Without Risk There Is No Reward.

Shawn Casemore • No Comment
Posted: November 5, 2012

Hurricane Sandy has been a stark reminder of the power of Mother Nature. In Ontario, where damage was relatively minor as contrasted with some places such as New York, the media hyped that everyone should prepare for the worst! Fortunately this advice was misguided, however not before hundreds of people invested time and money in preparing for the storm that never was.

Rather than react to the media’s advice in this or any other circumstance, how could an improved decision have been made? More specifically, how can the risk potential be truly identified and weighted against any perceived benefits?

In business, risk is often the byproduct of reward, meaning you can’t have one without the other. Investing in new equipment, hiring new staff, pursuing new markets. These are all actions for growth, yet risk is what holds many back from making investments in these areas.

So the question that remains is how do we assess risk effectively so as not to over invest, while still capturing the potential rewards? The following five questions can be used to assess risk and determine where the most beneficial and balanced decisions exist.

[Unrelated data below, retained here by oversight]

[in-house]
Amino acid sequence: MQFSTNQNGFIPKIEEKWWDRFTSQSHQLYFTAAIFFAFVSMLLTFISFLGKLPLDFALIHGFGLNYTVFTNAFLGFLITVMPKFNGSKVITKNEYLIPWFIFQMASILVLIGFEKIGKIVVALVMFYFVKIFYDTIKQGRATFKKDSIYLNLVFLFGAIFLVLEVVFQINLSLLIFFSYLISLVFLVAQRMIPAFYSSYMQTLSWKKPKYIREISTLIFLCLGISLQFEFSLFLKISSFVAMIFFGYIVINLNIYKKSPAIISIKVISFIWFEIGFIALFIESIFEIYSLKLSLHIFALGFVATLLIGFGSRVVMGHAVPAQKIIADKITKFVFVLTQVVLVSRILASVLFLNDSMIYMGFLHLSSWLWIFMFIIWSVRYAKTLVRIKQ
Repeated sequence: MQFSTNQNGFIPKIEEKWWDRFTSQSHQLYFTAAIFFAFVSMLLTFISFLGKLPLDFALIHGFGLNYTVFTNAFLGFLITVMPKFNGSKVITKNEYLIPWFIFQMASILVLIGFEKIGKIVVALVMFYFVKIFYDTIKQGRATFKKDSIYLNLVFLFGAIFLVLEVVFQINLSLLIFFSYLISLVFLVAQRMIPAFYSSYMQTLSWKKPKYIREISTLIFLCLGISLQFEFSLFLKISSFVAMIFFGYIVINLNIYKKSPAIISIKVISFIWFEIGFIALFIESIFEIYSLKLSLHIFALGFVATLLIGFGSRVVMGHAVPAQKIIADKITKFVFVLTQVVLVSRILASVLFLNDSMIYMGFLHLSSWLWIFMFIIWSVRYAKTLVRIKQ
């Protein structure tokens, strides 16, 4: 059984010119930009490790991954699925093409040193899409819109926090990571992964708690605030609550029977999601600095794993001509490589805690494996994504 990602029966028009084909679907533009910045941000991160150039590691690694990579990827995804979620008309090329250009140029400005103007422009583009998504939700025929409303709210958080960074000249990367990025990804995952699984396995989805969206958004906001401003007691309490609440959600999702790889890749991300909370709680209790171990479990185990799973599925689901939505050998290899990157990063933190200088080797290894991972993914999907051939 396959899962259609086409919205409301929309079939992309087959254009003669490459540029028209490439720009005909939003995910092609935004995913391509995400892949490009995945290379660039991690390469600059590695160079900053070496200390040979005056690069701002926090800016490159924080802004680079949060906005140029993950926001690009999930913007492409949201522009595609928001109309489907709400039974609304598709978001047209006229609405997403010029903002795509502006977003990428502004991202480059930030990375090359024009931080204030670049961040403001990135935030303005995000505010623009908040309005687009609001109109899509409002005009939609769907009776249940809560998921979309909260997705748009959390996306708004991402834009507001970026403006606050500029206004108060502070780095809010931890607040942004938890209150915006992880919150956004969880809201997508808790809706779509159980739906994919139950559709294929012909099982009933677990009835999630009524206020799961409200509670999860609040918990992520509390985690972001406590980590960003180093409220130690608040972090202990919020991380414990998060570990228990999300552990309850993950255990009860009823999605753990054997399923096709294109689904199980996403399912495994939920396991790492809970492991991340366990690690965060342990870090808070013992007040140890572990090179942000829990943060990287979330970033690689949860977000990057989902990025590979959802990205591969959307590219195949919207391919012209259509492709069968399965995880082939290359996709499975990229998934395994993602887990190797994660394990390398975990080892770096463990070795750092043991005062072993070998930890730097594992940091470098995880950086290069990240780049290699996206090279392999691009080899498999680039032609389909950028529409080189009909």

1.     What is the degree of risk that is associated with making the change?
a. Minimal risk (i.e. a minor annoyance).
b. Medium risk (i.e. threat to credibility or financial position).
c. High risk (i.e. detrimental impact on business viability).

2.     What are the possible rewards of making the change?
a. Minimal reward (i.e. improved conditions with no financial relevance).
b. Medium reward (i.e. improved financial condition).
c. Maximum reward (i.e. a game changer for your organization).

3.     Does the change align with your strategic vision of the organization (i.e. the investment will help us grow in new markets)?

4.     Will the change result in other byproducts that will have a positive or negative outcome (i.e. improved working conditions for employees)?

5.     What is the degree of difficulty and required investment (in time or resources) to implement the change?

Through answering these questions you will be better prepared to make improved decisions, which will in turn improve your ability to rapidly affect positive change.

Try applying these five questions to your next significant decision and compare how the resulting outcome compares with your initial analysis. I think you will find that by forcing yourself to think through these questions will help you to increase your focus on those decisions that will be the most beneficial to you or your business.

© Shawn Casemore 2012. All rights reserved.

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